June 14, 2015

Dr. Khaled Amiri
Head of the Department of Biology
College of Science
United Arab Emirates University
P.O. Box 15551
United Arab Emirates

Dear Dr. Amiri:
We met several years ago at an international genetics convention in Melbourne, Australia.  I was there to present a poster on the issue of diversity and fertility: you can’t have much of both for very long.  As we were chatting, I asked you how long the generation time of camels might be.  You very kindly answered that traditionally camels are milked after calving, which suppresses ovulation so that generation time is long; your best guess was about seven years.

The reason I wanted to know is the following logic.  Let us say it takes two thousand generations of isolation to accomplish speciation.  This is plausible from a study done of mice in the Canary Islands, where mice were only introduced after the time of Columbus and by now have developed into a different species by karyotype in each valley.  Since speciation precedes selection, by and large, and since selection is a contest of speed, the form that undergoes speciation faster has a head start in selection.  Thus it would be expected that to a first approximation all animals undergo speciation at the same rate.

So consider a valley with, lets say, rabbits.  A glacier divides the valley for 2,000 rabbit generations, then melts and the rabbits from different sides can get together.  But they cannot have fertile offspring.  No instead of the glacier let us say that there are a thousand rabbits in the valley, mating at random.  Two siblings get copies of the same chromosome from one parent.  These are as similar as chromosomes can be.  It will take them on average about two thousand generations to get back together in the same rabbit.  When they do, they are as different as they would be had they been separated by a glacier.  Since this is true of every part of every chromosome, no pair can have fertile offspring, so the whole valley dies out.

Two thousand generations is not long for nature, but it is long for an individual.  So that valley is a threat to every rabbit population with which it overlaps.  The whole species is under threat.

Well nature is not going to tolerate a scenario in which every animal winds up dead, so nature has instituted restrictions of population size: too much for too long and the plug gets pulled.

This whole idea is laid out in a video on Youtube:
You might recognize Jennifer in the cast.  She is married now and has a two month old baby.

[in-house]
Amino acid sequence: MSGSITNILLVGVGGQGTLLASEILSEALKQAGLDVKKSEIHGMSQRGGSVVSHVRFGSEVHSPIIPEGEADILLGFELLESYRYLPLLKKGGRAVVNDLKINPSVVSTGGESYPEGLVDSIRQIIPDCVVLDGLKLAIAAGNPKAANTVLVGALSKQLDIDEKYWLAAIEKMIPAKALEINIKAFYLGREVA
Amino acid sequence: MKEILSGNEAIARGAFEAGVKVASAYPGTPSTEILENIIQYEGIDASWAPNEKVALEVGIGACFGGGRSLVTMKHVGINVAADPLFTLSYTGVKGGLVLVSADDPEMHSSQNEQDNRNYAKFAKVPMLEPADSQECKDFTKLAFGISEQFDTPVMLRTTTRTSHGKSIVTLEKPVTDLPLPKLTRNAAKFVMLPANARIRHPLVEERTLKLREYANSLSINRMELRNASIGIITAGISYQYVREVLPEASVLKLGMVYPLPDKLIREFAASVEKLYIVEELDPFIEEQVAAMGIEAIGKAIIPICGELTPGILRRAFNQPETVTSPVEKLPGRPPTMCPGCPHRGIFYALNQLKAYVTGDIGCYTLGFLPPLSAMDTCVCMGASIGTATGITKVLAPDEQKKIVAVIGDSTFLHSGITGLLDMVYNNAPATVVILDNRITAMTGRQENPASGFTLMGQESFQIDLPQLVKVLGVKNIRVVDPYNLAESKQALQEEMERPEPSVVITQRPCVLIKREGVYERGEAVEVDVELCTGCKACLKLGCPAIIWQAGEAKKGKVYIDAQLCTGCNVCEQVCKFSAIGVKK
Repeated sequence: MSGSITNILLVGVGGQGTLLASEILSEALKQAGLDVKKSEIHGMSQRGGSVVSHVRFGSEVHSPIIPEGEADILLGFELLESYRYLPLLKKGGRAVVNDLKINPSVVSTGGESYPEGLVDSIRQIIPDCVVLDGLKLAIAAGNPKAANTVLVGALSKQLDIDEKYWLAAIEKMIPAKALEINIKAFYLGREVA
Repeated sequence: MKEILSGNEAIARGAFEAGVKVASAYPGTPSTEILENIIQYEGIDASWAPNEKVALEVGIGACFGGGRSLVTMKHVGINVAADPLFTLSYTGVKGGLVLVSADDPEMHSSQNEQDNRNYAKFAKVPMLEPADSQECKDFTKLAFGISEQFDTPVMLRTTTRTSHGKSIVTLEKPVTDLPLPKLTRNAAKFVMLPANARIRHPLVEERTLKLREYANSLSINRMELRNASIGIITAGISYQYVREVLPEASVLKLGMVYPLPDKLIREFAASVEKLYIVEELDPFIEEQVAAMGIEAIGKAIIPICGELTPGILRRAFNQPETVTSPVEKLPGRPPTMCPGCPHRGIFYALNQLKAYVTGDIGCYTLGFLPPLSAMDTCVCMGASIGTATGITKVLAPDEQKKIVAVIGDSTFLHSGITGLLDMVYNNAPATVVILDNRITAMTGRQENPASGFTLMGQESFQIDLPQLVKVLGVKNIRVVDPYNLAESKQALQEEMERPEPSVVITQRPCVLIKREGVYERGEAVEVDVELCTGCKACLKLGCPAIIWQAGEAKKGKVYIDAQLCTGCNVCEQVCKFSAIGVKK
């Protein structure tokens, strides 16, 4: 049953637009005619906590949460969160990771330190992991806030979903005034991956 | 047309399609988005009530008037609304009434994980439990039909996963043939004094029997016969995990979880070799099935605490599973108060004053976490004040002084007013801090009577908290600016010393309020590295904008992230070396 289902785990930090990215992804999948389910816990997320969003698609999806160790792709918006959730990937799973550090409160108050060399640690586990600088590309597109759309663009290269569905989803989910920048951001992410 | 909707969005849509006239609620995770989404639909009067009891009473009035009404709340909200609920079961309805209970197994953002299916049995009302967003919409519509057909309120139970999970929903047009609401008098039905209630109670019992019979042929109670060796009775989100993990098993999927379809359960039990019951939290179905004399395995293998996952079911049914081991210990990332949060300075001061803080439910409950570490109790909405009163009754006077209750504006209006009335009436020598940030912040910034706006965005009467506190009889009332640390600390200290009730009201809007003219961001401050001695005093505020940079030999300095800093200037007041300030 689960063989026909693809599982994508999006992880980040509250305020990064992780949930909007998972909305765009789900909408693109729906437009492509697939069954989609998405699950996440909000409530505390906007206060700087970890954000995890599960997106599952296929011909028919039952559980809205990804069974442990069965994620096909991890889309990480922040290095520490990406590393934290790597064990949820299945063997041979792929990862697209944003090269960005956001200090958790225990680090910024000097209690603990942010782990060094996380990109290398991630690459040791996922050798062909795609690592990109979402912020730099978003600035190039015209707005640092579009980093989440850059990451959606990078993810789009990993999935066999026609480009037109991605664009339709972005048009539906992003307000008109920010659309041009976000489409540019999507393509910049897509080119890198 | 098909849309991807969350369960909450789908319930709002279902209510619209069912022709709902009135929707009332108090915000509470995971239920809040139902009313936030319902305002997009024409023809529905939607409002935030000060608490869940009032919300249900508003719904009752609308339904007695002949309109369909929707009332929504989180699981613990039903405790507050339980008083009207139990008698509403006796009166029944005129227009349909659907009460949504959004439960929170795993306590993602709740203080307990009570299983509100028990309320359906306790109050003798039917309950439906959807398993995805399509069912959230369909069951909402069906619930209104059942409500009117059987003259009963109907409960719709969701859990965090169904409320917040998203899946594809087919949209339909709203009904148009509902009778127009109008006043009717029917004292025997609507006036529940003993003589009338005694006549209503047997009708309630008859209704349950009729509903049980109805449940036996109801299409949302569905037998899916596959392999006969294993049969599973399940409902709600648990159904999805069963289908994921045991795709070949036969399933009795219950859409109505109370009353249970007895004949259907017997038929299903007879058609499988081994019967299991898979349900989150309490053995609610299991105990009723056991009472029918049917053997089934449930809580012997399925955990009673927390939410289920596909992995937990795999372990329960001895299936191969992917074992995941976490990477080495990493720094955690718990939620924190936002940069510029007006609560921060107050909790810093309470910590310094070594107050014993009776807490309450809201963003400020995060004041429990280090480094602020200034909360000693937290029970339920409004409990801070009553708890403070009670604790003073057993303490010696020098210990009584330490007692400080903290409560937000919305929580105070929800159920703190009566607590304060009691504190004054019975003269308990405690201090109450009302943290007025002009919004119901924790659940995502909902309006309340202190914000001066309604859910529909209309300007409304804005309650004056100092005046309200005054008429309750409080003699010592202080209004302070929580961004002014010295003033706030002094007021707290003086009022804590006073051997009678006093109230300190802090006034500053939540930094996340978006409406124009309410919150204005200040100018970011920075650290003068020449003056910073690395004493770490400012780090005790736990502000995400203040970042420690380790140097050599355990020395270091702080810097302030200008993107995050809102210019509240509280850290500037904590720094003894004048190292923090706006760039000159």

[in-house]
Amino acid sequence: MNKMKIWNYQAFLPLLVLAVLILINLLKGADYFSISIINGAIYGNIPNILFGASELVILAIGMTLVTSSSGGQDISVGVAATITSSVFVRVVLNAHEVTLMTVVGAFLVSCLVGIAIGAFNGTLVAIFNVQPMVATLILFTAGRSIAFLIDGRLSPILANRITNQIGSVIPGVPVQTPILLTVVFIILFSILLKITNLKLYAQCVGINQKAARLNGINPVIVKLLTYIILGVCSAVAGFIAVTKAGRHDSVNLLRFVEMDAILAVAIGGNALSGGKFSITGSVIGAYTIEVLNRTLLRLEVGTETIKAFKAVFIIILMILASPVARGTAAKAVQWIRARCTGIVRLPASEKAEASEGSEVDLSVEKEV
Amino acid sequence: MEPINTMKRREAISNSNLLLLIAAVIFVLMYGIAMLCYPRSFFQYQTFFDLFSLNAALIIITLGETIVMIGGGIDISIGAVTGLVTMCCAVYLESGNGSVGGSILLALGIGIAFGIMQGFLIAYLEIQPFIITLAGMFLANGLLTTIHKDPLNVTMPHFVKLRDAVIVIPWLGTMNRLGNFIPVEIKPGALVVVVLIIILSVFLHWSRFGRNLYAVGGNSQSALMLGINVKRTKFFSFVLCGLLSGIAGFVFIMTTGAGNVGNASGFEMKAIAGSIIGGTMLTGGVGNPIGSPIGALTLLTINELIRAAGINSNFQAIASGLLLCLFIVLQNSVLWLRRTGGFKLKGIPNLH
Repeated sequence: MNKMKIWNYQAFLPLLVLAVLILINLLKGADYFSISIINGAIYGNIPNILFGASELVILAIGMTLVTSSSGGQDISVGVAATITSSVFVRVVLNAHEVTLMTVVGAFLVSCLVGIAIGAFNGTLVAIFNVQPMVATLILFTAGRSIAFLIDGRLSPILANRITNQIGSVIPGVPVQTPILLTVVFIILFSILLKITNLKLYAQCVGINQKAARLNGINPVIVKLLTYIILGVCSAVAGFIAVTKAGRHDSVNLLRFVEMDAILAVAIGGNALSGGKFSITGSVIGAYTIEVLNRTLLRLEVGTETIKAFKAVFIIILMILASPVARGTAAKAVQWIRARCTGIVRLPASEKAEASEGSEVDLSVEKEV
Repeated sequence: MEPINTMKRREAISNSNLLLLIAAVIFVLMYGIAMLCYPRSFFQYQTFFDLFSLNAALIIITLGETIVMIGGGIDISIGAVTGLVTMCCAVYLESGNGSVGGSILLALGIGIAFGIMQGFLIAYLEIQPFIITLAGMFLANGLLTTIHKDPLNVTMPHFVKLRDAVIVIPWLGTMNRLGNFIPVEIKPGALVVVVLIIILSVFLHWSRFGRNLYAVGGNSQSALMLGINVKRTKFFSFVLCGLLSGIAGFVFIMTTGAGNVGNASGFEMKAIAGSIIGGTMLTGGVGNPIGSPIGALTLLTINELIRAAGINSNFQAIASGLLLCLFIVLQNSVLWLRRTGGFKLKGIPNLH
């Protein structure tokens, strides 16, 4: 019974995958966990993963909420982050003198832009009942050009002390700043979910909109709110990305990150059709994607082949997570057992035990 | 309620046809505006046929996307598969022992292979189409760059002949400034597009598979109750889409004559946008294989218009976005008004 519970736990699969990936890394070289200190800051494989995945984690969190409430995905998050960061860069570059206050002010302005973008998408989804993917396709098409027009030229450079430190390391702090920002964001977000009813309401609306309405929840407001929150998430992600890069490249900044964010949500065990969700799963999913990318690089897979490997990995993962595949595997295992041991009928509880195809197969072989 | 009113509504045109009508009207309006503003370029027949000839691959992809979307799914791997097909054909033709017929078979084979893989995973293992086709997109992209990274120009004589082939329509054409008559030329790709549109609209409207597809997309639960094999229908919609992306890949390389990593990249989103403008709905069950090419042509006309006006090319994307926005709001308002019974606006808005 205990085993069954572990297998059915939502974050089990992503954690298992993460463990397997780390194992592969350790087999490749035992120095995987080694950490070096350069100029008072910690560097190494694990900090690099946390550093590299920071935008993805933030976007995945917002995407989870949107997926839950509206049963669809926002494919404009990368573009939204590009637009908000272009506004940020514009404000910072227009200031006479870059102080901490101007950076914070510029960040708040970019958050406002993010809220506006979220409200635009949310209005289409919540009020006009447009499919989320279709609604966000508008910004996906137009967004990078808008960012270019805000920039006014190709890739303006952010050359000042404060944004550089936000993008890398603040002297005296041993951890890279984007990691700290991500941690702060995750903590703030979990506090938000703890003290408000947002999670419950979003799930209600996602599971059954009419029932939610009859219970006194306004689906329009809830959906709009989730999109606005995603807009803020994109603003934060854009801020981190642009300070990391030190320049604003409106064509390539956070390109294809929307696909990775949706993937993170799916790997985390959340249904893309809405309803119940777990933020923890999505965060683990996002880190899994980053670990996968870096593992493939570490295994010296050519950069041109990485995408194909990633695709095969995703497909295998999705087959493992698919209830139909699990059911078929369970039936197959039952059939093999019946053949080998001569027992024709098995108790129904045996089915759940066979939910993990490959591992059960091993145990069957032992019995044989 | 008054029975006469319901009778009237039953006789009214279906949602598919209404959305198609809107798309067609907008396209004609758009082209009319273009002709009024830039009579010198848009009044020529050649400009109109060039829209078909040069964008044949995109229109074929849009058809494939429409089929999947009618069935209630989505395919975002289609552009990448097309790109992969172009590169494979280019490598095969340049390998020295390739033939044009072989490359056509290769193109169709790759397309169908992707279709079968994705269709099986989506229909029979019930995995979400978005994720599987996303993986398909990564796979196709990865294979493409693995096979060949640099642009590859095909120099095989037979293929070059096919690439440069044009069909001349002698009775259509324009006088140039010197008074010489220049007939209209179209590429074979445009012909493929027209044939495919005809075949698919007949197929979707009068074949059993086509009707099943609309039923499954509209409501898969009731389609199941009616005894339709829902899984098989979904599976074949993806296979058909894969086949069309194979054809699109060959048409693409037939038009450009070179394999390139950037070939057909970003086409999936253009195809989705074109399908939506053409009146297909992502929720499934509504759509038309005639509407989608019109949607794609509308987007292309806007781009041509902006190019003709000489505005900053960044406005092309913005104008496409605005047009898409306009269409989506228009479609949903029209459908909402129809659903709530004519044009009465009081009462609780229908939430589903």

Years ago we were told that camels had been domesticated in Bactria and some were then taken to Africa, and since that time have undergone speciation so that although a Bactrian-dromedary cross can have offspring, after a few generations hybrid breakdown occurs; the two are now different species.  Since there is no Egyptian hieroglyph for “camel” but there is a Hebrew letter (the third in the alphabet) for “camel,” it should be possible to say roughly how many years the two lines have been separated and thus how many generations to speciation.  The plausible dates suggest that in that case speciation occurred in less than 2,000 camel generations.  That’s reasonable; hybrid breakdown should be an early change and karyotype should be a late one.

Alas, current thinking is now that the first domesticated camel was the dromedary in the Sudan, the camel having made its way there without the help of people at some time nobody is willing to guess at.  So the whole argument collapses, but it only collapses for camels.  It still works for mice.

I have spent the years since we met in pursuit of this issue.  After all, nothing is more important than babies, and if something is going to take our babies away, we would do well to understand it.  I got a paper published, which confirms that as kinship declines, so does fertility and this accumulates over generations in fruit flies.  I shall attach the paper. 

Currently I am trying to work out the molecular genetics of the process: it has to be epigenetic.  It’s too fast for DNA mutations. 

To say I have met with obstruction at every turn would be an understatement.  Not to complain, but people don’t even argue.  They just ignore me.  Maybe they are thinking, “Why you want to say that women ought to marry only among a certain group, not just marry whom they please.”  I am happy for women to marry whom they please, but I think everyone should know what the likely result of the choice would be and I cannot say I am warmly disposed toward those who by inaction would conceal the truth. 

So I thought that someone who was from a more traditional culture, where such things could at least be discussed, who was a geneticist – preferably a molecular geneticist – and who was friendly and courteous might take an interest.  So I am being bold enough to write and ask you what you think.  Here is a link with the bulk of the evidence I have accumulated since we met:

Otherwise things are well here.  I trust all is well with you and your work with fragile X syndrome continues to go well.


Linton Herbert

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